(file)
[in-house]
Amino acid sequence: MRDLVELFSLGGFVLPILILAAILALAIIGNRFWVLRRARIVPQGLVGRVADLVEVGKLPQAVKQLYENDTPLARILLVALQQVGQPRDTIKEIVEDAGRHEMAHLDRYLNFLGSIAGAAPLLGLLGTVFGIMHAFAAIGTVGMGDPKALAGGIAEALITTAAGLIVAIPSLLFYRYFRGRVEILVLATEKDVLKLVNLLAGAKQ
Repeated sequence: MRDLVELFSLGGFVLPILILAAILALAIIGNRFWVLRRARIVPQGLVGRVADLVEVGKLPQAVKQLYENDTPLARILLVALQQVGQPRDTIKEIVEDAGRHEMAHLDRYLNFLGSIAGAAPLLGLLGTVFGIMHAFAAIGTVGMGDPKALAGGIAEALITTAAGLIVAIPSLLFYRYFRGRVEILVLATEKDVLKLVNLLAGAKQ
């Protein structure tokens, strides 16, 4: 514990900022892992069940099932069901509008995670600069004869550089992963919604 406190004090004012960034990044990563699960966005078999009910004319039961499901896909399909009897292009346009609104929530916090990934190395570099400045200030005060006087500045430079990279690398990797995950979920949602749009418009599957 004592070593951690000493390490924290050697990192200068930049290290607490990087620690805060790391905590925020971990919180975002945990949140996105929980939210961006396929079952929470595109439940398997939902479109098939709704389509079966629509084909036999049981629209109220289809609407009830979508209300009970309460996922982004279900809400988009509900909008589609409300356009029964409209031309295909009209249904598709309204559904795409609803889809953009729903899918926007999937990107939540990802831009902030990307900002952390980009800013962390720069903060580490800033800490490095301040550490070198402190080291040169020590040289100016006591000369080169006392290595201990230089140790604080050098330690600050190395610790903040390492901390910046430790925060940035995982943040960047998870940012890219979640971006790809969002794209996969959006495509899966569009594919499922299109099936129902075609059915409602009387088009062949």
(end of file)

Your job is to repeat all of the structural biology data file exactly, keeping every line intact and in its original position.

[in-house]
Amino acid sequence: MRDLVELFSLGGFVLPILILAAILALAIIGNRFWVLRRARIVPQGLVGRVADLVEVGKLPQAVKQLYENDTPLARILLVALQQVGQPRDTIKEIVEDAGRHEMAHLDRYLNFLGSIAGAAPLLGLLGTVFGIMHAFAAIGTVGMGDPKALAGGIAEALITTAAGLIVAIPSLLFYRYFRGRVEILVLATEKDVLKLVNLLAGAKQ
Repeated sequence: MRDLVELFSLGGFVLPILILAAILALAIIGNRFWVLRRARIVPQGLVGRVADLVEVGKLPQAVKQLYENDTPLARILLVALQQVGQPRDTIKEIVEDAGRHEMAHLDRYLNFLGSIAGAAPLLGLLGTVFGIMHAFAAIGTVGMGDPKALAGGIAEALITTAAGLIVAIPSLLFYRYFRGRVEILVLATEKDVLKLVNLLAGAKQ
């Protein structure tokens, strides 16, 4: 514990900022892992069940099932069901509008995670600069004869550089992963919604 406190004090004012960034990044990563699960966005078999009910004319039961499901896909399909009897292009346009609104929530916090990934190395570099400045200030005060006087500045430079990279690398990797995950979920949602749009418009599957 004592070593951690000493390490924290050697990192200068930049290290607490990087620690805060790391905590925020971990919180975002945990949140996105929980939210961006396929079952929470595109439940398997939902479109098939709704389509079966629509084909036999049981629209109220289809609407009830979508209300009970309460996922982004279900809400988009509900909008589609409300356009029964409209031309295909009209249904598709309204559904795409609803889809953009729903899918926007999937990107939540990802831009902030990307900002952390980009800013962390720069903060580490800033800490490095301040550490070198402190080291040169020590040289100016006591000369080169006392290595201990230089140790604080050098330690600050190395610790903040390492901390910046430790925060940035995982943040960047998870940012890219979640971006790809969002794209996969959006495509899966569009594919499922299109099936129902075609059915409602009387088009062949």